One Health framework shows connection between humans, wildlife, and the environment


Integrating the One Health framework into bat conservation.

Created by Luz A. de Wit

By Kristen Pope & Luz A. de Wit

Human health, animal population health, and ecosystem health are all intricately linked. This concept, known as One Health, provides a framework for understanding the ecological, environmental, and socioeconomic processes that occur when these systems interact. It also provides a tool to help make decisions for protecting human health, biodiversity, and ecosystem function.

This framework can be integrated into bat conservation as a way to understand how underlying socioeconomic and environmental factors may threaten bat populations and habitats, and help guide conservation efforts accordingly. Likewise, conservation efforts that protect bat populations and restore their habitats leverage the One Health framework by advancing conservation science while also benefiting society.

Bats depend on healthy forests and cave systems for roosting and foraging. Likewise, people depend on healthy ecosystems for nutrients, climate regulation, water purification, nutrient cycling, recreation, and many other ecosystem services. Bats are key players in the functioning of these ecosystems, providing services like pest control for crops, as well as seed dispersal and flower pollination for many plants that are important for food production and forest ecology.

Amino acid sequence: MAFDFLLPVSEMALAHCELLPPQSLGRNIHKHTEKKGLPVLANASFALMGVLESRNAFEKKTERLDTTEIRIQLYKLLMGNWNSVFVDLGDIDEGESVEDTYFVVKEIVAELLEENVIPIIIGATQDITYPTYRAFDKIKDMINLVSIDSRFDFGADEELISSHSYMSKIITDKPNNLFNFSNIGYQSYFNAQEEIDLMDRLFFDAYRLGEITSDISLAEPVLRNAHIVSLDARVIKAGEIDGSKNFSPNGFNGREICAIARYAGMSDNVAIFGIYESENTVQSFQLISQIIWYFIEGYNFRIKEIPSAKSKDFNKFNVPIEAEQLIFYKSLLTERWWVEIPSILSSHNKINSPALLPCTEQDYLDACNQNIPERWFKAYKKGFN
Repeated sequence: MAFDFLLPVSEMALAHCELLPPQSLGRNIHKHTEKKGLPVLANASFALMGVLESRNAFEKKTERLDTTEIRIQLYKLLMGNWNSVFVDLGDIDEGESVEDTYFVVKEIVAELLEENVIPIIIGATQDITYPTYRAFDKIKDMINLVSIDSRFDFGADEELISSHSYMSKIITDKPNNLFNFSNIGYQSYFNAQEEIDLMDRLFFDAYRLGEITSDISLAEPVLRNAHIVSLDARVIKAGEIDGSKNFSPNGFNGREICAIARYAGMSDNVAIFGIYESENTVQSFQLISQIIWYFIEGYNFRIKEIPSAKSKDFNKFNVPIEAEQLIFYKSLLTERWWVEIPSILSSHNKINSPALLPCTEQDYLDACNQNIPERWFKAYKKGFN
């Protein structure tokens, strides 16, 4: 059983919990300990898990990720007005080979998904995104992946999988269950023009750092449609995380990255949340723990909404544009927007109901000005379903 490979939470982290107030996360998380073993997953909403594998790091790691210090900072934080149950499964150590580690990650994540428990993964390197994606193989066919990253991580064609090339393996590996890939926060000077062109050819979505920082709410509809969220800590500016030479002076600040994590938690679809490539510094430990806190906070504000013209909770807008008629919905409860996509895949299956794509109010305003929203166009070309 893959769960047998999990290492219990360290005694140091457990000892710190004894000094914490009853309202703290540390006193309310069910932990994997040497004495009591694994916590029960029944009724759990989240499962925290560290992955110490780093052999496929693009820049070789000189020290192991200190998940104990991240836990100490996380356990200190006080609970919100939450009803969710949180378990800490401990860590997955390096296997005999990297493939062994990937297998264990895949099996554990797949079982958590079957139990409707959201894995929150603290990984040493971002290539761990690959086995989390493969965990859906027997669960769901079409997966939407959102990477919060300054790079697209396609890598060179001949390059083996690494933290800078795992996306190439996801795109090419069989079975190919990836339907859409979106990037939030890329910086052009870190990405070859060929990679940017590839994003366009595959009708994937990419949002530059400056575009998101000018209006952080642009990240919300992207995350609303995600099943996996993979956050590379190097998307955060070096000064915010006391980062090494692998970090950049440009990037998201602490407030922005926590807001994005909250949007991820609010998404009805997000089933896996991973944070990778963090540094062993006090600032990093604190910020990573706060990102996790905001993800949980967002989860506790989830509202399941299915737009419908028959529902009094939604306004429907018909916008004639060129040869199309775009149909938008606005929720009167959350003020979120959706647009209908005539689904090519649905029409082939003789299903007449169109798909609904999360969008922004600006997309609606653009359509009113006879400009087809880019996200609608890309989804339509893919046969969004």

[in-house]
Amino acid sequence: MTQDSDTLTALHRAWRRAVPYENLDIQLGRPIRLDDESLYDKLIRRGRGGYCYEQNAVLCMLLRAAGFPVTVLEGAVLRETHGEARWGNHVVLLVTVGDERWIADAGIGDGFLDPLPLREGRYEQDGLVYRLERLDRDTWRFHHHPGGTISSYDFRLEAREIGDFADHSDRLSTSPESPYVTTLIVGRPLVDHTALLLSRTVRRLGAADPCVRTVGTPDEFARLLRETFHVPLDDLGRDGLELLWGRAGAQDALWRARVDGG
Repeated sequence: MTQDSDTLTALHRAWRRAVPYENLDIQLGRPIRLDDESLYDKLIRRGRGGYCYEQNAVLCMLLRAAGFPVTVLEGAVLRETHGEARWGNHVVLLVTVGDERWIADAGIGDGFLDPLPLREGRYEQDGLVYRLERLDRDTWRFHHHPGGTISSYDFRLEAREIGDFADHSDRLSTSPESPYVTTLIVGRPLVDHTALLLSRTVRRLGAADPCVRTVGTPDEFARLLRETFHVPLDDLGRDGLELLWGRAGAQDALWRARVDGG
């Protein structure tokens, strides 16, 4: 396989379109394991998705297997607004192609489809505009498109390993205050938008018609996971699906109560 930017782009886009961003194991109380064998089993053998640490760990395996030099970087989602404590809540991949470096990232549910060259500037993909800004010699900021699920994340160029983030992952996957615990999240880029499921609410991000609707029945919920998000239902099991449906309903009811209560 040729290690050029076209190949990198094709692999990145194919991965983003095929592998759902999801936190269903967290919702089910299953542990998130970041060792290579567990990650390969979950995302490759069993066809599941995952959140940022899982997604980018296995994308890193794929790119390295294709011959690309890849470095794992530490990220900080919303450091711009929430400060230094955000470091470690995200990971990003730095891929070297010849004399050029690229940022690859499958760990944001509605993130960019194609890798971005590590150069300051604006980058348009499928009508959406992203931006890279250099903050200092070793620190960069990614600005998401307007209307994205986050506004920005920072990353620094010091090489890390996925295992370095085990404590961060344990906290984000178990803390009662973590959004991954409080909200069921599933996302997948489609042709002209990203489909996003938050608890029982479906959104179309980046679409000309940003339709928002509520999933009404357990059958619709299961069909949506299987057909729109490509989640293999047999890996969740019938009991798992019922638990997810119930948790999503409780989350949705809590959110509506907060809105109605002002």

Oriol Massana & Adrià López-Baucells

The transformation of these ecosystems through urban, suburban, industrial, and agricultural changes in land use is one of the main drivers of habitat loss for bats and one of the main causes of bat population declines worldwide.

Aside from habitat loss due to changes in land use, bat populations are vulnerable to non-native, invasive species—which are often introduced by people, either accidentally or intentionally. For example, Pseudogymnoascus destructans (Pd), the fungal pathogen that causes White-nose Syndrome in bats, is an invasive species that was introduced to North America and is currently one of the most serious threats to several hibernating North American bat species. Likewise, domestic cats, which are considered invasive when found in feral or stray conditions, also have significant impacts on bat populations, particularly on sensitive island bats, through predation.

Human-caused environmental degradation through land use change and through the introduction of invasive species, have direct impacts on bat populations. Through collaborations with natural resource managers, natural scientists, and health experts, the One Health framework can be integrated into bat conservation efforts and identify solutions aimed to improve bat populations and bat habitat quality, while sustaining the ecosystem services provided by bats.